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Volupt Art

Oil vs Acrylic: What’s Trending?

For centuries, oil paints were the standard medium for painters around the world. Versatile and easy to blend, this type of paint transformed the art world and is responsible for the classical works we still admire to this day.

Today, more artists are using acrylic paints in their work. Old-school artists will tell you that acrylics are for amateurs. But it’s hard to ignore the benefits of this medium. Today, we’re going to explore these two types of paint.

A Brief History on Paint

The oldest paintings in the world are cave paintings, and they were created using charcoal or dirt mixed with animal fat or spit. The pigments stuck to these cave walls because they became trapped in the porous wall of the rock. The spit or animal fat also helped adhere the paint to the rock.

cave painting by Rodrigo de la Torre from Pixabay
Cave painting by Rodrigo de la Torre from Pixabay

As humans evolved, so did our use of paint and our materials used to create them.

The ancient Egyptians used wax and eggs as media for pigments. In the Medieval Age, egg tempura painting was common. With this technique, pigment was mixed with water and egg before application.

During the Renaissance period, egg was replaced by linseed or walnut oil as media. Although they dried more slowly than the egg tempera, the paint was more versatile. It was during this period that oil painting was introduced, which lead to fundamental changes in the art world.

Oil paints would remain the standard among artists until the 20th century when acrylic paint was introduced.

Oil vs Acrylic: What’s the Difference?

Oils and acrylics may look the same when they’re squeezed out of the tube, but these two paints are fundamentally different. The paint medium also varies.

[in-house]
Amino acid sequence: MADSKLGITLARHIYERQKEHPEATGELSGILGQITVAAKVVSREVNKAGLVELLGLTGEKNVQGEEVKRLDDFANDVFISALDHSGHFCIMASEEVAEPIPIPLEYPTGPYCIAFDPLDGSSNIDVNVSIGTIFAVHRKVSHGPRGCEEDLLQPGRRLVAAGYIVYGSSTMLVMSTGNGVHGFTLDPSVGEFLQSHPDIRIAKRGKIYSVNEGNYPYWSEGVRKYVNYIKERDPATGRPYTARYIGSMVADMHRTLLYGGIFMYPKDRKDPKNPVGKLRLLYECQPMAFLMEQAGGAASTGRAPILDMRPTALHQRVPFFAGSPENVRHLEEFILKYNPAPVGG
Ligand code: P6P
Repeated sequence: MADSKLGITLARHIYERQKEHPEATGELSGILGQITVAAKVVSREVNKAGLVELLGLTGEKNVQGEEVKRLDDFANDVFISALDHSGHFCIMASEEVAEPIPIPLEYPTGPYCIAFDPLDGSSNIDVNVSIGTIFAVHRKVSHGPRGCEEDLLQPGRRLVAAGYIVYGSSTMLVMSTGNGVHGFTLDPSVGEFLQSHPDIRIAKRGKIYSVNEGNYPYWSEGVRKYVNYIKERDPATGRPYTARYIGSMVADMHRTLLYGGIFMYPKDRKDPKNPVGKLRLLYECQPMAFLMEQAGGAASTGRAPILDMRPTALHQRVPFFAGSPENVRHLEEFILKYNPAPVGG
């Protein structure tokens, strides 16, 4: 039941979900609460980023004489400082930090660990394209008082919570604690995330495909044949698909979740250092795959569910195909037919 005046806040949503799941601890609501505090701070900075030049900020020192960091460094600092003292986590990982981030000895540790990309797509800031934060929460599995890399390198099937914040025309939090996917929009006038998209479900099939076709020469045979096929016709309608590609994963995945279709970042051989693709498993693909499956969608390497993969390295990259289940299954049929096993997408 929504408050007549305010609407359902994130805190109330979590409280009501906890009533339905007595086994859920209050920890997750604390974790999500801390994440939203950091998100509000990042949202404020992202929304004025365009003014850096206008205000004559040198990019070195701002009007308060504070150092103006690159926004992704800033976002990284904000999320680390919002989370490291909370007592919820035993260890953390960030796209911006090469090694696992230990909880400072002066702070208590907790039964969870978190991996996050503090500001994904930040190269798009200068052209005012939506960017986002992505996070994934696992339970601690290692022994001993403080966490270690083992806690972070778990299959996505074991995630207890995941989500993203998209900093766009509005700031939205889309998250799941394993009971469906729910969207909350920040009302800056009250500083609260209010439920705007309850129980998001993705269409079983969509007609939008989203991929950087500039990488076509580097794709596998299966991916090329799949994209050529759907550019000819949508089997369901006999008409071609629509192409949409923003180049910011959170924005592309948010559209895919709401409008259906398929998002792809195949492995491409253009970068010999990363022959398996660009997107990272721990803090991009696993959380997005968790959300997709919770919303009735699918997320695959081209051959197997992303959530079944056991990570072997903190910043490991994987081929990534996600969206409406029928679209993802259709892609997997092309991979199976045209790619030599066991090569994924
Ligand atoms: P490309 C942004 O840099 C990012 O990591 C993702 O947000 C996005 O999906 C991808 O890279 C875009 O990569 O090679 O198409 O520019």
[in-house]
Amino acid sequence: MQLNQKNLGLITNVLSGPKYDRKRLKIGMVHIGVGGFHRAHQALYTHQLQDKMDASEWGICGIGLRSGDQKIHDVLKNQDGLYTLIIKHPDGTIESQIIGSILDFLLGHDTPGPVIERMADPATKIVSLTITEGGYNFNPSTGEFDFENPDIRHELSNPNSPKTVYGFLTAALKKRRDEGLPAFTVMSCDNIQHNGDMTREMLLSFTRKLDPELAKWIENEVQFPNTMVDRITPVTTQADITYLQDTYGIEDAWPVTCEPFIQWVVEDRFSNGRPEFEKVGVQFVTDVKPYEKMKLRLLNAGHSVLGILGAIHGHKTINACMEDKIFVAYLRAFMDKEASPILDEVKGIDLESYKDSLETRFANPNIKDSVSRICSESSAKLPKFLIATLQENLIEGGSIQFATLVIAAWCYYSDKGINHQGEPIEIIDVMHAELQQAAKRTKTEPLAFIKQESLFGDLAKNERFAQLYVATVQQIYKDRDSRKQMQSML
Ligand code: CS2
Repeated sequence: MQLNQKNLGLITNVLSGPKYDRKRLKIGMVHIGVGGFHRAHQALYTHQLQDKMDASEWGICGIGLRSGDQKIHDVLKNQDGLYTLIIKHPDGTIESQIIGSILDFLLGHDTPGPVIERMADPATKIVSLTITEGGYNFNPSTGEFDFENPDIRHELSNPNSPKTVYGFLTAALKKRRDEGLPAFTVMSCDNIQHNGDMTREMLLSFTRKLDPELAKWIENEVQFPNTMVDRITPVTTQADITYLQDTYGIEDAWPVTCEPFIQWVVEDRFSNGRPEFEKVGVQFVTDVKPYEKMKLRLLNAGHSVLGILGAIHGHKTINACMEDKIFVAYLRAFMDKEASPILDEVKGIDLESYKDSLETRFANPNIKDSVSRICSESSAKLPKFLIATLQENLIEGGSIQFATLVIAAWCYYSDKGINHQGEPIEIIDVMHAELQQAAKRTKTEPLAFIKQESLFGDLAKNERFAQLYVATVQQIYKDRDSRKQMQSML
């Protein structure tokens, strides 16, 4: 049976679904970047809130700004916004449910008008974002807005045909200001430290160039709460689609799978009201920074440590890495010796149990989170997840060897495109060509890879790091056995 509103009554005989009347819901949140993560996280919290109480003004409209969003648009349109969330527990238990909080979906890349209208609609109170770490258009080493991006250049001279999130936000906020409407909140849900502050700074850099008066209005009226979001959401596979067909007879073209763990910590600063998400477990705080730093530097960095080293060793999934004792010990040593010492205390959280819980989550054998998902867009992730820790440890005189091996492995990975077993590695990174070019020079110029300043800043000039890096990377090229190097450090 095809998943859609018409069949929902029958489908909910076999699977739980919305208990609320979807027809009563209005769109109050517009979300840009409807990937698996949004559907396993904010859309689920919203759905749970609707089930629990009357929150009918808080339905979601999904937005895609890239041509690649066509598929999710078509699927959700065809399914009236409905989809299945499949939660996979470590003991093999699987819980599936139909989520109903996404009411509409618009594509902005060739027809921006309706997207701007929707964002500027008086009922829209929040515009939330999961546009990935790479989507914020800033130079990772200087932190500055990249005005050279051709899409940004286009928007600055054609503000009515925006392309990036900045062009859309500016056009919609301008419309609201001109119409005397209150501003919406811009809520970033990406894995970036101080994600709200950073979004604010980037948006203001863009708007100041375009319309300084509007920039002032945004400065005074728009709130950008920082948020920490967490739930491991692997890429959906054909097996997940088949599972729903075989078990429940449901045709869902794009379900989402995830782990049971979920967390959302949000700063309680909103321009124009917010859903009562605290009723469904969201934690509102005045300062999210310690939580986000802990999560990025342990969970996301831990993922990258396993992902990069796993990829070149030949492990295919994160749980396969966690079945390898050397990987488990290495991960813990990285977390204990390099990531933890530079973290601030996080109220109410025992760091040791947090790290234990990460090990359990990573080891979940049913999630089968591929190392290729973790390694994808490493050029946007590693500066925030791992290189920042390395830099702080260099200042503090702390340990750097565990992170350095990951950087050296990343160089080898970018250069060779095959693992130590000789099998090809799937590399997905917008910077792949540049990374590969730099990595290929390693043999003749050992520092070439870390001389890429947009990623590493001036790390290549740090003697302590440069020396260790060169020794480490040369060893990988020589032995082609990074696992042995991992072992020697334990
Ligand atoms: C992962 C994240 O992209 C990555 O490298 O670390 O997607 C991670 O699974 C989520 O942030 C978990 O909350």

Oil Paints

Oil paints are classic. They were, after all, developed in the 12th century and used to create some of the most iconic works of art in history. The Mona Lisa, Starry Night and The Last Supper are just a few of the many works of art created using oil paints. These are the paintings that you’ll find in a fine art online gallery.

The chemical composition of oil paints differs from acrylics in that the pigments are suspended in oil, usually linseed. The oil component makes this type of paint a little more complicated. As you can imagine, oil paints are not compatible with water, which means that brushes must be cleaned using turpentine or white spirit.

Original Oil by Martha Chapa

Acrylic Paints

Acrylics are still a relatively new invention. They first became commercially available in the 1950s. With this type of paint, pigments are suspended in acrylic polymer emulsion.

No special chemicals are required to work with acrylics. They can be thinned out with water, and they dry quickly.

Original acrylic by Gabo Mendoza

Acrylic vs Oil Paint: Which One is Better?

As you can see, oil paints are very different from acrylics. Although oils are considered the classic choice, the art world is becoming more accepting of acrylic pieces and taking artists who use acrylics more seriously. Today, you’ll find oil paintings for sale on art-selling websites that also sell acrylic original artwork.

Which paint type is better?

Neither. Like with anything else in the art world, it all comes down to personal taste and preference.

By exploring the main characteristic differences between oils and acrylics, you can better determine which type of paint is better for you.

image from Pexels

Drying Time

The key main difference between oils and acrylics is the drying time. Acrylics dry fast – very fast. You can start and finish a painting in a few hours, and the paint will dry within 15 minutes of you putting down your brush.